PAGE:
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08/28/02:
DKs v ATR Appeal

CONTENTS
I.   Introduction
II.  Statement of Facts
III. Procedural History
IV.  Argument on       Appeal
V.   Conclusion
      Re-Appeal
VI.  Argument on       Cross-Appeal
VII.Conclusion
      Re Cross-Appeal

II. STATEMENT OF FACTS
A. The Parties
B. Dead Kennedys
C. The Decay Music Partnership
D. Alternative Tentacles Records
E. Biafraís Fiduciary and Contractual Breaches
F. Biafraís Deception About Underpayment of Royalties
G. Termination of the ATR Agreement

II.  STATEMENT OF FACTS

A. The Parties.

The parties are the San Francisco punk rock band DEAD KENNEDYS d/b/a DECAY MUSIC, a California general partnership, and three of the partnershipís four members - EAST BAY RAY (guitar), KLAUS FLOURIDE (bass), and D.H. PELIGRO (drums) - on the one hand, and the fourth member, JELLO BIAFRA (lead vocals) and d/b/a ALTERNATIVE TENTACLES RECORDS, on the other hand.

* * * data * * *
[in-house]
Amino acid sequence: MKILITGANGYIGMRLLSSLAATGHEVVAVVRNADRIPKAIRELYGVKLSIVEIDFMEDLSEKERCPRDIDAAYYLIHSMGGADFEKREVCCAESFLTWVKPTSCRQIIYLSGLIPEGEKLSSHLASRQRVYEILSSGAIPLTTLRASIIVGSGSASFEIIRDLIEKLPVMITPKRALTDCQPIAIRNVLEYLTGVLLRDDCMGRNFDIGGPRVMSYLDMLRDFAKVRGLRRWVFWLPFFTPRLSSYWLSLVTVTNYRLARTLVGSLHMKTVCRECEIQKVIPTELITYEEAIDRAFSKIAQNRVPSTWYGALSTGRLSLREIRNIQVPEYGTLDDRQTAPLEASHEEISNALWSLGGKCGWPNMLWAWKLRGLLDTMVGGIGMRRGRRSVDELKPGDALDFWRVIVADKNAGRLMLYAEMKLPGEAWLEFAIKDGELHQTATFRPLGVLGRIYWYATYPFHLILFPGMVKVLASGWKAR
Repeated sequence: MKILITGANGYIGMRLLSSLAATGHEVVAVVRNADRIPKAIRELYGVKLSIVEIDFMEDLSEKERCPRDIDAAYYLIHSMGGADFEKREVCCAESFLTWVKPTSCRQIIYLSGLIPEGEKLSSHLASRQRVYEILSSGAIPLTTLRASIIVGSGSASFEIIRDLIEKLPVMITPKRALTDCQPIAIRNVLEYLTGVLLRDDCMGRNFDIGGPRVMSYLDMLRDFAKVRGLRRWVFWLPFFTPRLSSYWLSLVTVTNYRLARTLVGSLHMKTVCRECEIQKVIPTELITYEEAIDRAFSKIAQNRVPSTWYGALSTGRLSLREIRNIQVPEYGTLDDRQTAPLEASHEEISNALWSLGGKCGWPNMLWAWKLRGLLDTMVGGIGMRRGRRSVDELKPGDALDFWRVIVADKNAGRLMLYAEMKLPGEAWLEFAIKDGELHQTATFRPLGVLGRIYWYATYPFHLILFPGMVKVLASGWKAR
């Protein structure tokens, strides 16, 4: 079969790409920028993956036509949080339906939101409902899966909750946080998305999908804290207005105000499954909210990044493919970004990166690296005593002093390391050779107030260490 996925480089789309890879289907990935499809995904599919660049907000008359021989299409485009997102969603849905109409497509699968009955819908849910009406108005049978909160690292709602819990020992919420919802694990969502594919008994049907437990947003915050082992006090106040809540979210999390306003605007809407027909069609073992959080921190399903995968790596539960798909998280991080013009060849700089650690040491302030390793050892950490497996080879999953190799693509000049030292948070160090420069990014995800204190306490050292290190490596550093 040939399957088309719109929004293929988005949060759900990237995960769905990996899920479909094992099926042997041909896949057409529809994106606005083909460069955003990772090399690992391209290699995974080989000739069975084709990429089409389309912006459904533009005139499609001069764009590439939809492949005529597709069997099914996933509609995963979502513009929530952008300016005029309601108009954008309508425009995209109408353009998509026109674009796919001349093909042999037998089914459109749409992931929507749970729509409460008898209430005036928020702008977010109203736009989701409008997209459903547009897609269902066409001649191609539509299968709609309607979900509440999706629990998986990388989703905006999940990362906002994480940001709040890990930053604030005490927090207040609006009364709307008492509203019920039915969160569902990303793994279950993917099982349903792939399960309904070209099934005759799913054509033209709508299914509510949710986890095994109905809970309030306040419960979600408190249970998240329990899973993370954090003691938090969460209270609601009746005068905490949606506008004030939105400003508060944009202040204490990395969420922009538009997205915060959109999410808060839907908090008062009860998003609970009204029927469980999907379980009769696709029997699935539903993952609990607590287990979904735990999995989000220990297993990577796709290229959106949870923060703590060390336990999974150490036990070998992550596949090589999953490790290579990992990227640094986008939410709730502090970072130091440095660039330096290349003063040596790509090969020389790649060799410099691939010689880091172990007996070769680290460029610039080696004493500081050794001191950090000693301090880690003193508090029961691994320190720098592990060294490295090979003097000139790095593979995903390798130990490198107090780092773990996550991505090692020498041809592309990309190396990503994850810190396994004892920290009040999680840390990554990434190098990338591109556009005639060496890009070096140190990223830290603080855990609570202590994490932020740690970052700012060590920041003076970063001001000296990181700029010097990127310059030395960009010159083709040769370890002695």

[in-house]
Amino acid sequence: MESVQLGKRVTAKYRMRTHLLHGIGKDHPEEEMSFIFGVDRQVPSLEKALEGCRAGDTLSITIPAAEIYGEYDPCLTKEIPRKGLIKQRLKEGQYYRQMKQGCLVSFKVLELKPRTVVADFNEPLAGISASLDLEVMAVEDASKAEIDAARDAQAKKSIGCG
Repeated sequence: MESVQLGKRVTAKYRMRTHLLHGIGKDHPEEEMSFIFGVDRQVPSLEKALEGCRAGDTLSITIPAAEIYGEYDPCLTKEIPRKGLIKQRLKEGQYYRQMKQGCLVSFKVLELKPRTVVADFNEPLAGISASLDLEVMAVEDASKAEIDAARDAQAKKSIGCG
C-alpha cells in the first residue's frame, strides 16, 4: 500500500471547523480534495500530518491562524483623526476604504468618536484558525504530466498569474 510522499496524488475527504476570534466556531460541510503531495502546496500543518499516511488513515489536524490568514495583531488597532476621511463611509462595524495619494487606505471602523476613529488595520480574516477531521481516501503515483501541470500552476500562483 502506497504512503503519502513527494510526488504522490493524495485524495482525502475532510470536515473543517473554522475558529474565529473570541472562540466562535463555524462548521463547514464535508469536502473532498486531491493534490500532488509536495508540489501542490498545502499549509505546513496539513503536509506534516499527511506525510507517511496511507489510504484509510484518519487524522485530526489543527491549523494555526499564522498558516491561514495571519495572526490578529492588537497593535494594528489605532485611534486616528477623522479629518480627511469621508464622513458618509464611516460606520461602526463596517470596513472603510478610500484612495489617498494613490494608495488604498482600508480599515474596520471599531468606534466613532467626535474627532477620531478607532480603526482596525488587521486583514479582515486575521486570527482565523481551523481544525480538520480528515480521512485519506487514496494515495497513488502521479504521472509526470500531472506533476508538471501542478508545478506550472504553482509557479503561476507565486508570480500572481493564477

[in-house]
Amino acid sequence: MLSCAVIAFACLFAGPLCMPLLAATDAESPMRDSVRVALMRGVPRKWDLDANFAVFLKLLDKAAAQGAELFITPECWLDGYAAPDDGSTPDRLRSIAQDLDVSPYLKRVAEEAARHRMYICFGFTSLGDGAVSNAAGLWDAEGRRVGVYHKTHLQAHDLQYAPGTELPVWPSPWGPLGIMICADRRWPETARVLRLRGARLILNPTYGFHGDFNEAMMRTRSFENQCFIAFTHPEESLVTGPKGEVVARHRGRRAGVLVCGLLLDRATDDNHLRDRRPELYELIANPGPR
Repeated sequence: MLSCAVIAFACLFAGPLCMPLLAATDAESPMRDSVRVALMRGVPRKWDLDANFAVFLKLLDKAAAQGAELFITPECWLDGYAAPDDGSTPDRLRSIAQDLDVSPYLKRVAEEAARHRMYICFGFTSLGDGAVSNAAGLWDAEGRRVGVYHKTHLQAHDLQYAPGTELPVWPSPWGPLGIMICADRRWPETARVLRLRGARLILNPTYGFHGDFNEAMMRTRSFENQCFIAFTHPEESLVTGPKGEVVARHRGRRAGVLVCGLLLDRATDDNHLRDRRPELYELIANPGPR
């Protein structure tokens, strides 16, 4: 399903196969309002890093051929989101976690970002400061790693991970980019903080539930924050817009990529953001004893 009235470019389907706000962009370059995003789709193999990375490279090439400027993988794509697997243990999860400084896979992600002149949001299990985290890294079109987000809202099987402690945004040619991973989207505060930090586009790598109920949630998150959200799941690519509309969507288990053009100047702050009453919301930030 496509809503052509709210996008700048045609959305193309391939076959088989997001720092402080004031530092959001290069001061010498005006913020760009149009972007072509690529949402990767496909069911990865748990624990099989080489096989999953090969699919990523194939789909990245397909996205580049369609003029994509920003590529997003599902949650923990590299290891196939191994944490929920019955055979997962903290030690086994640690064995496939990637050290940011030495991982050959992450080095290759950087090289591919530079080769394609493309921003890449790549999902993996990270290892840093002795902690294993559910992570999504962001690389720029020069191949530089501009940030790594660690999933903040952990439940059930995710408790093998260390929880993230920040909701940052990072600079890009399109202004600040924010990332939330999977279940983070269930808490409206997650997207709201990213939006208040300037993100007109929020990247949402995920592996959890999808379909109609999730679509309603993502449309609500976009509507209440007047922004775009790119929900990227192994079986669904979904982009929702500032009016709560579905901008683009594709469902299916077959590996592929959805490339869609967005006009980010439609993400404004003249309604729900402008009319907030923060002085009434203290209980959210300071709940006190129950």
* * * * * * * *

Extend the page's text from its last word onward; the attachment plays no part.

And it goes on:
B. Dead Kennedys.

DEAD KENNEDYS toured and recorded from 1978 to 1986.  The bandís body of work, created during that time, consists of sound recordings of its studio and live performances, musical compositions or songs, video recordings of its live performances, record album artwork, as well as related intellectual property, including the bandís name and associated logos, symbols and marks.  This work still has appeal; even now, the band sells in excess of 100,000 records worldwide each year.

C. The Decay Music Partnership.